What do I do that might help bring out Bear’s genetic tendency towards dapples? I’m not exactly sure.

Bear is retired from riding, so he receives no formal exercise, but he is turned out 24/7 and moves around quite a bit. I groom him almost daily from Spring though Fall. He is fed grass hay with a touch of separate alfalfa hay mixed in, a ration balancer and a variety of treats (mostly low carb/low sugar). He also gets some daily access to pasture, mostly with a grazing muzzle. He is dewormed according to the results of yearly/bi-yearly fecal egg counts. He is vetted every Spring, including teeth floating when needed.

Really, Bear receives pretty standard care. Would he dapple even if I managed his care differently? Is there a way I could bring out even more dapples? Hard to say.

Apparently, I am not the only one that still has questions left unanswered about dappling. Scientists are still learning more about dapples and don’t seem to have all the answers yet either. Questions remain about how/where/when they are expressed in individual horses.

A few interesting resources I found that discuss dapples are an article from website, another article from Horse Illustrated at and an “Ask The Vet” YouTube video sponsored by Smartpak. All reputable resources that helped me shed some light on this topic. Here are the links

While I know from past experience that Bear’s dapples will fade as the Summer continues, I enjoy watching them appear each year. And I still think Shiloh looks very attractive even without a bloom of dapples on his coat. Really, there is not much more beautiful in nature than a glossy horse. Dapples or no dapples. I love to watch them all shine.

Bareback and Bridleless

Sometimes it is fun to do something a little different with my horses.

I used to enjoy occasionally experimenting with riding my horse, Bear, with just a neck rope. The photo above was taken of Bear and me in 2007.

It is an interesting test of the rider’s balance and aids in communicating with the horse. Even when done in a small space like my roundpen and limited to riding only at the walk. I realize things about my riding that don’t show up in the same way when I am on a fully tacked horse.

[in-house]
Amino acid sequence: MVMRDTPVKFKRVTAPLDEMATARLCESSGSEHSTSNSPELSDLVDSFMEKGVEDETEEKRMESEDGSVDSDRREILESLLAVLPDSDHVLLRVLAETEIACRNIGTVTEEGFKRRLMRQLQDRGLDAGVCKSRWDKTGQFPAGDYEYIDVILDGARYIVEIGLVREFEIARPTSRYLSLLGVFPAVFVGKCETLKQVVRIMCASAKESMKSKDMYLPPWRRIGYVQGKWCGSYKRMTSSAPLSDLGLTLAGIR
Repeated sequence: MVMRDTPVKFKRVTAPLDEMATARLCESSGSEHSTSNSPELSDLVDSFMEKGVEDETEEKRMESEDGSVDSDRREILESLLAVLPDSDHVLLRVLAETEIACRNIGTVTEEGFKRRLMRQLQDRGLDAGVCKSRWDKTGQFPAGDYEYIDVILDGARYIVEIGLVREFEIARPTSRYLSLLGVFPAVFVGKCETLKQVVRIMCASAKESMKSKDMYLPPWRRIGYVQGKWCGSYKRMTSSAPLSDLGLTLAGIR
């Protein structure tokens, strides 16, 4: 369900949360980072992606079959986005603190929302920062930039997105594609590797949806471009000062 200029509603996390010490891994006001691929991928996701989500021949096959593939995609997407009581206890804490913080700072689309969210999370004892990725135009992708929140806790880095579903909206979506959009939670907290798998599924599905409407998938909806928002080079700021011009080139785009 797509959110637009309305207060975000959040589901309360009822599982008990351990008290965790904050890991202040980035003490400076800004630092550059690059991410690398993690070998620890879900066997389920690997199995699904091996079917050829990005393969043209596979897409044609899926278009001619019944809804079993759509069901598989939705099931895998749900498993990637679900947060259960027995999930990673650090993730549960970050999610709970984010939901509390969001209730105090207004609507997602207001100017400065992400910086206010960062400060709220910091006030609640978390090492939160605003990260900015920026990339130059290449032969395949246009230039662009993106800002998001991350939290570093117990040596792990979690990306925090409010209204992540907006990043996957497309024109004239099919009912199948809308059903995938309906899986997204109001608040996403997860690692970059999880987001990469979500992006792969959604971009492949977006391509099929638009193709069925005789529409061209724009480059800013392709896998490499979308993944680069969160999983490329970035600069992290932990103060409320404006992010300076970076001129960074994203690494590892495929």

I get to see how my horse responds to my seat, leg and weight aids in a pure way. I can’t use to the reins to reinforce my other aids or make up for the fact that I gave an ineffective seat aid, for example.

It’s also an interesting experiment in staying with my horse when my control over the horse’s body is greatly reduced.

Sometimes things go a little wonky during a ride without tack, even a quiet ride at the walk. When in full tack, my habitual response is to brace against the horse to try to wrestle back control. But with no tack, I can’t do that. Not even with the neck rope.

Instead, I have to go with whatever the horse is presenting. I can’t block it. I have to relax mentally and physically in that moment, flow with the horse’s movement while trying to maintain my balance. Take a deep breath. Get back on track with the rest of my plan for the ride. Probably how I should be riding even with tack too.

I’d been wanting to try riding my other horse, Shiloh, without bridle and saddle for awhile now. Last week I decided we were finally ready. Each time, I rode first in full tack as a way to check in with him and make sure we were on the same page, relaxed and listening to each other. Then I took off the tack, put on a neck rope and we were ready to give it a go.

First off, we positioned carefully at the mounting block.

Then I swung a leg over.

And we’re off!

We practiced staying on the rail.

We practiced turning off the rail.

We practiced crossing the ground poles.

In both directions.

Here we end on whoa.

While I rarely ride without tack, it is a challenging exercise I enjoy. I also think both Bear and Shiloh found it interesting. All that said, please note that I am aware that bareback and brideless riding poses safety risks beyond those normally associated with riding horses.

If you have ever thought about riding bareback and bridleless, I strongly recommend extensive thought, planning and preparation. Carefully consider:

  • Your own skill level (be really comfortable riding bareback WITH reins before you go without)
  • The environment in which you plan to ride (the arena, the weather, the surrounding atmosphere)
  • Your horse’s temperament
  • How well your horse stands still for mounting (keep in mind you might need a mounting block)
  • Your horse’s level of training (see the reading recommended reading-material below for details)
  • Wearing your choice of safety equipment like a helmet or air vest
  • The availability of a reliable grounds person to supervise

I also recommend reading material written on the subject by respected and experienced horse professionals. Here are a few resources to give you food for thought if you are interested in learning more. (This is a link to part one of a three part series written by Julie Goodnight with links to parts one and two at the bottom of the article)

Many thanks to my husband for acting as my trusty grounds person and photographer, both in 2007 for the top photo and more recently for all the other ones!

No Barn, No Horses?

While reading the Summer 2021 issue of Equus magazine, I found an article titled “Horsekeeping Without A Barn” by Hope Ellis-Ashburn.

My first reaction was, “hey, that’s me!” I have some open-air outbuildings but no structures with stalls. I have kept horses for almost twenty years at home without a traditional horse barn or most other equestrian amenities.